Navigating programs to get assistance when you are deafblind can be challenging. It’s often a personal and private struggle for the individual and their family, and it is easy to feel lost and overwhelmed in the process. Understanding what the program you are applying to offers is important, and so are program requirements, process timelines, and anticipated challenges. All of these factors can be addressed with honest and consistent communication between the applicant, their family members, and the program representatives.
“It’s a collaborative effort to receive services,” said Carly Fredericks, iCanConnect New Jersey Program Coordinator. “Individuals who are deafblind yearn for access and communication but often feel vulnerable when navigating the process. Our goal is to make the individual feel in control and that comes through being honest and setting expectations with the individual, their advocate, and the people who are supporting them, with empathy and compassion.”
When Linda*, a New Jersey resident in her early 40s, began researching services to meet her increasing distance communication needs, her sister, Cheryl*, was heavily involved in the process. Linda was born deaf and uses American Sign Language (ASL), but when her vision loss progressed as a result of Usher Syndrome, she needed access to the equipment and technology that would help keep her independent and stay connected to her family, friends and community. Initially, she reached out to the New Jersey Commission for the Blind and Visually Impaired. During a conversation with a representative, she was referred to iCanConnect, the National Deaf-Blind Equipment Distribution Program.
Cheryl supported her sister through the process of applying to iCanConnect and provided Linda with access to the information she needed along the way so she could effectively advocate for her needs. Prior to losing her vision, Linda worked in IT where she gained strong technology skills. When she was introduced to a braille display by a deafblind woman she met while applying to the program, she used those skills and worked hard over the course of several months to read and write braille. Based on iCanConnect’s individual assessment of her distance communication needs, Linda received the equipment and training necessary to help her become independent again and get connected through technology, including a smartphone, laptop computer, standard keyboard, and braille display.
Linda’s distance communication goals are two-fold. She wants to be able to find employment to help provide for her son and daughter, and she wants to communicate without an intermediary person, something that is important to many individuals who are deafblind. Her primary methods of distance communication are text messaging and email. She uses text messaging via the voice dictation feature on her smartphone and through her braille display to communicate with her family and friends. She likes it because text messaging is more immediate and casual. She uses email for more formal communication – like contacting her children’s teachers. Recently, Linda’s been using her laptop to navigate job sites and plans to use it to apply for employment.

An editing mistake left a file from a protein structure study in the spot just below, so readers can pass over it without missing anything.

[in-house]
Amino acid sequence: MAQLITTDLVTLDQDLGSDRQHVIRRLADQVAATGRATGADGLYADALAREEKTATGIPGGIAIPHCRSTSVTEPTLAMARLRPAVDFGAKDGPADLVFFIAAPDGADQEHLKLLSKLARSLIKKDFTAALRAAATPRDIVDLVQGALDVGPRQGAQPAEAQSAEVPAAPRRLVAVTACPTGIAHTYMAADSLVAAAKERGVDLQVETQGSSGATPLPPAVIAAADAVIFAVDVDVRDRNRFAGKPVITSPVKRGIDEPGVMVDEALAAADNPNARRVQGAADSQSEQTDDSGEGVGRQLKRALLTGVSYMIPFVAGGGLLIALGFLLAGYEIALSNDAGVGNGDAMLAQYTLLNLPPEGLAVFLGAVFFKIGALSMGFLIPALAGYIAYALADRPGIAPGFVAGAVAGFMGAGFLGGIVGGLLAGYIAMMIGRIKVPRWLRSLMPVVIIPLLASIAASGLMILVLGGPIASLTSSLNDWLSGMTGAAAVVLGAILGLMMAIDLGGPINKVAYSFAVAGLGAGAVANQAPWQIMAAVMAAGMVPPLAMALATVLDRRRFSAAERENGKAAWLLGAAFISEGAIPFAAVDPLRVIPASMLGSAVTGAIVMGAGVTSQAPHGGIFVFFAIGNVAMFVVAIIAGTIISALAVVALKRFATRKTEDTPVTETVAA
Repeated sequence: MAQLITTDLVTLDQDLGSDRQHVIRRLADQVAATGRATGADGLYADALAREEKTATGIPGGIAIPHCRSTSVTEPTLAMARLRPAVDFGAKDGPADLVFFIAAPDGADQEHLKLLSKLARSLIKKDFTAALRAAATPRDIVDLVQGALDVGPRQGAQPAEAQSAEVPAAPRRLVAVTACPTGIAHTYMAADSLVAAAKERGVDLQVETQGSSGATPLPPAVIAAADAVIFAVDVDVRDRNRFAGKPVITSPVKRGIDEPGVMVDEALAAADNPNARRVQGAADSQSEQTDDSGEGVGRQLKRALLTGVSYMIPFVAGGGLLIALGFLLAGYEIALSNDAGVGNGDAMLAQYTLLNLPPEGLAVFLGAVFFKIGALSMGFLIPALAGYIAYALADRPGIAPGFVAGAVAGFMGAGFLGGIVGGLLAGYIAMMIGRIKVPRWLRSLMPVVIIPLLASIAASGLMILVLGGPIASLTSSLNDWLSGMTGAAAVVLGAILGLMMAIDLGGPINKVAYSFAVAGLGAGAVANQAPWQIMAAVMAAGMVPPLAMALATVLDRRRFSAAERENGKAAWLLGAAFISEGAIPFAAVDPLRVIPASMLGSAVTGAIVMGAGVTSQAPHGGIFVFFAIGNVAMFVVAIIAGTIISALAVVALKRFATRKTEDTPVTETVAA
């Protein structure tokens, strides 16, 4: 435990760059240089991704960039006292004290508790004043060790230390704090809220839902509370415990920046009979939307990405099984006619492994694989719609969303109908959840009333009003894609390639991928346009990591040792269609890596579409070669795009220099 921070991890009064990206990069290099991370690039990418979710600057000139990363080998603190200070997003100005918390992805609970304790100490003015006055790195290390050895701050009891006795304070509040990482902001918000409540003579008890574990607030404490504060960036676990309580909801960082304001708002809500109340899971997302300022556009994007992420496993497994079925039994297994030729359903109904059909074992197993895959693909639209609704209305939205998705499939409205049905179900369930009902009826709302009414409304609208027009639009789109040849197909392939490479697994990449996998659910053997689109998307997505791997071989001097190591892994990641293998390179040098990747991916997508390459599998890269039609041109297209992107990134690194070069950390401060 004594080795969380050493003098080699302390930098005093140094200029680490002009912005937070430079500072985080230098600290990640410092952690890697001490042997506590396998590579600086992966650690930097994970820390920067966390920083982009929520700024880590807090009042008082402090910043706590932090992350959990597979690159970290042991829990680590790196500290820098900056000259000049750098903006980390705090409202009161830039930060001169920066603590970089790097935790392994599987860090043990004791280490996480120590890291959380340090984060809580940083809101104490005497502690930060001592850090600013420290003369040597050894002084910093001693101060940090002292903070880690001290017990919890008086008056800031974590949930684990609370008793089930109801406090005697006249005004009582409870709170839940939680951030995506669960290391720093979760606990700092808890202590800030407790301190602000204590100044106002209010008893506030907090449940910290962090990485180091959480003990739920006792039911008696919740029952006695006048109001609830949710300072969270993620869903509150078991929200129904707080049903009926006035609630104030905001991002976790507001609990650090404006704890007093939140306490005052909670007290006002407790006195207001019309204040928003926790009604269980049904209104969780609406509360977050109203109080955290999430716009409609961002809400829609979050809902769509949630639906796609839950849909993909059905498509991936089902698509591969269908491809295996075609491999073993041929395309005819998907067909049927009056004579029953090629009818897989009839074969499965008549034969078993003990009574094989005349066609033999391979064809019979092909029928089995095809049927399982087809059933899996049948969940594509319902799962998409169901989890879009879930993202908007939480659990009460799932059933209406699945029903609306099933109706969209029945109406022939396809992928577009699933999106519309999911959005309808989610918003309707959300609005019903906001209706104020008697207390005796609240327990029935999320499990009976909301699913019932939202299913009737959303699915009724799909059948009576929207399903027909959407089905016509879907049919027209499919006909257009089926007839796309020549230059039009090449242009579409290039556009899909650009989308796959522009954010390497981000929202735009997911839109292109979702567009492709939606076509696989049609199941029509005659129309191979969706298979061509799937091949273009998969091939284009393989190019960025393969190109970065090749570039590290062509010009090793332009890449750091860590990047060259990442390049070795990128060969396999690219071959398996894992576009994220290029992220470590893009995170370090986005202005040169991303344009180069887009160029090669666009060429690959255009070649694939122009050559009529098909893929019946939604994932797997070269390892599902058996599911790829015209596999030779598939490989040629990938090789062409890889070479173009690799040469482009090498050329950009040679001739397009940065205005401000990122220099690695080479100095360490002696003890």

“I feel like I have my sister back,” said Cheryl. “She finally has the tools to speak her mind in the manner she wants to speak it without someone in between trying to communicate it. It’s given her a sense of worth.”
Recently, Linda texted back and forth with her iCanConnect trainer, Brian Kenyon, while they worked to fix an issue. “It was just the two of us communicating,” said Brian. “That’s huge. There doesn’t have to be a middle person involved.”
“We want people to feel like they are in control of their lives again,” said Carly. “My favorite part of my job is when a program participant communicates directly with a text, email or phone call. It gives us joy to see our participants regain their passion to rise above the challenges they face every day. We are humbled to be part of the process that helps them regain their independence through the use of technology.”
*Individual’s name has been changed to protect her privacy